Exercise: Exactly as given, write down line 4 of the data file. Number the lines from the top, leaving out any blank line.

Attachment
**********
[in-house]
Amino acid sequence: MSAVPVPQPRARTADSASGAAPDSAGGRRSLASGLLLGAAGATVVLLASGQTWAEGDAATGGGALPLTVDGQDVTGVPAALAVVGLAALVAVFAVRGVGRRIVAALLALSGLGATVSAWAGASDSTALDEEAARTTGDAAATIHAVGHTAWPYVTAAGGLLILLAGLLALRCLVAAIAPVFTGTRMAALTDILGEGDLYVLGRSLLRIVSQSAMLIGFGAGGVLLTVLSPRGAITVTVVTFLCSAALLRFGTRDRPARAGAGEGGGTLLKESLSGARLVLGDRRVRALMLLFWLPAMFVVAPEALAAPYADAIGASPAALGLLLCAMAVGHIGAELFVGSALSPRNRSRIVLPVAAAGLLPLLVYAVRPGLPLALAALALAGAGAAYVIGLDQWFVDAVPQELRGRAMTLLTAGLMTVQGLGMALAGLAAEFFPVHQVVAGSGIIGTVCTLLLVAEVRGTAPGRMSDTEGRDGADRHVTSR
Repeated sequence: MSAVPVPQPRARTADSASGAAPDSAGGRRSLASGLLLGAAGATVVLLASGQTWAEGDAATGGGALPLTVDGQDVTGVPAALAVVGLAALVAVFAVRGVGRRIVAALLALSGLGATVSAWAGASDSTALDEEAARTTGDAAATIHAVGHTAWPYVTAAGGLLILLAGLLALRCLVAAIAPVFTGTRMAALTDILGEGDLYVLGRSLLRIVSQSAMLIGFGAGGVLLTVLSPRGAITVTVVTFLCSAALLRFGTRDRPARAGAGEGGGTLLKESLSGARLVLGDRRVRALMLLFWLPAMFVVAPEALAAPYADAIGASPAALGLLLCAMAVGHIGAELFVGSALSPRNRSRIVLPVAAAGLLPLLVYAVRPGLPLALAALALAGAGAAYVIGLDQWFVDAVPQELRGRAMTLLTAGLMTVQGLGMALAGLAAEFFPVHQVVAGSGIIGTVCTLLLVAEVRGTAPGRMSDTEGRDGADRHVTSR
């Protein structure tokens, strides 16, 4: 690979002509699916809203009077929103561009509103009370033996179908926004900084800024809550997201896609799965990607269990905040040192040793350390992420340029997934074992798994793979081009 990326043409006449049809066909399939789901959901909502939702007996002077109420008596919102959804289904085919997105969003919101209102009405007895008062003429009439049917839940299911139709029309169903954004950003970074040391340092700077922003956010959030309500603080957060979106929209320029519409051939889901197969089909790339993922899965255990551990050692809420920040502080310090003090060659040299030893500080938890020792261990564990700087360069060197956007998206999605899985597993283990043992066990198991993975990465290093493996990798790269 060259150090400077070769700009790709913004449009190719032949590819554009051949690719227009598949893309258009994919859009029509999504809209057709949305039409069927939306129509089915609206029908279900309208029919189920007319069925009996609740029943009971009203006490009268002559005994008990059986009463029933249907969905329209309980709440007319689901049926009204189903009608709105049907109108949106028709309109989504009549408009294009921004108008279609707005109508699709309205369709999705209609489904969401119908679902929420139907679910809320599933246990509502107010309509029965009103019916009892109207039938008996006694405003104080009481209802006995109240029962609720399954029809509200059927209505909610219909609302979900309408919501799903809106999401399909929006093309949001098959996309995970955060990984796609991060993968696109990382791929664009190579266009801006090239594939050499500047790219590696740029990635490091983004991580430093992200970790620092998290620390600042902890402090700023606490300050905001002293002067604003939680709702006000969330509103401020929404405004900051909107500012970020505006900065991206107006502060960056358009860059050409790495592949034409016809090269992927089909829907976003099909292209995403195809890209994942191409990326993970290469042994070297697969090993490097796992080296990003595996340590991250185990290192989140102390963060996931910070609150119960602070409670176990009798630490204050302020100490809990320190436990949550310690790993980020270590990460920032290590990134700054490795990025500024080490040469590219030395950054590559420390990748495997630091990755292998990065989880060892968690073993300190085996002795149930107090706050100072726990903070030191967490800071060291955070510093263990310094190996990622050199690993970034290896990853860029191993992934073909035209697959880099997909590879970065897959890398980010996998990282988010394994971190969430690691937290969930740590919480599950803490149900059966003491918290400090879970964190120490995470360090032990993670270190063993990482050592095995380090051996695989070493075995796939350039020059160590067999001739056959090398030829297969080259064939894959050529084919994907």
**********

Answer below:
């Protein structure tokens, strides 16, 4: 690979002509699916809203009077929103561009509103009370033996179908926004900084800024809550997201896609799965990607269990905040040192040793350390992420340029997934074992798994793979081009 990326043409006449049809066909399939789901959901909502939702007996002077109420008596919102959804289904085919997105969003919101209102009405007895008062003429009439049917839940299911139709029309169903954004950003970074040391340092700077922003956010959030309500603080957060979106929209320029519409051939889901197969089909790339993922899965255990551990050692809420920040502080310090003090060659040299030893500080938890020792261990564990700087360069060197956007998206999605899985597993283990043992066990198991993975990465290093493996990798790269 060259150090400077070769700009790709913004449009190719032949590819554009051949690719227009598949893309258009994919859009029509999504809209057709949305039409069927939306129509089915609206029908279900309208029919189920007319069925009996609740029943009971009203006490009268002559005994008990059986009463029933249907969905329209309980709440007319689901049926009204189903009608709105049907109108949106028709309109989504009549408009294009921004108008279609707005109508699709309205369709999705209609489904969401119908679902929420139907679910809320599933246990509502107010309509029965009103019916009892109207039938008996006694405003104080009481209802006995109240029962609720399954029809509200059927209505909610219909609302979900309408919501799903809106999401399909929006093309949001098959996309995970955060990984796609991060993968696109990382791929664009190579266009801006090239594939050499500047790219590696740029990635490091983004991580430093992200970790620092998290620390600042902890402090700023606490300050905001002293002067604003939680709702006000969330509103401020929404405004900051909107500012970020505006900065991206107006502060960056358009860059050409790495592949034409016809090269992927089909829907976003099909292209995403195809890209994942191409990326993970290469042994070297697969090993490097796992080296990003595996340590991250185990290192989140102390963060996931910070609150119960602070409670176990009798630490204050302020100490809990320190436990949550310690790993980020270590990460920032290590990134700054490795990025500024080490040469590219030395950054590559420390990748495997630091990755292998990065989880060892968690073993300190085996002795149930107090706050100072726990903070030191967490800071060291955070510093263990310094190996990622050199690993970034290896990853860029191993992934073909035209697959880099997909590879970065897959890398980010996998990282988010394994971190969430690691937290969930740590919480599950803490149900059966003491918290400090879970964190120490995470360090032990993670270190063993990482050592095995380090051996695989070493075995796939350039020059160590067999001739056959090398030829297969080259064939894959050529084919994907």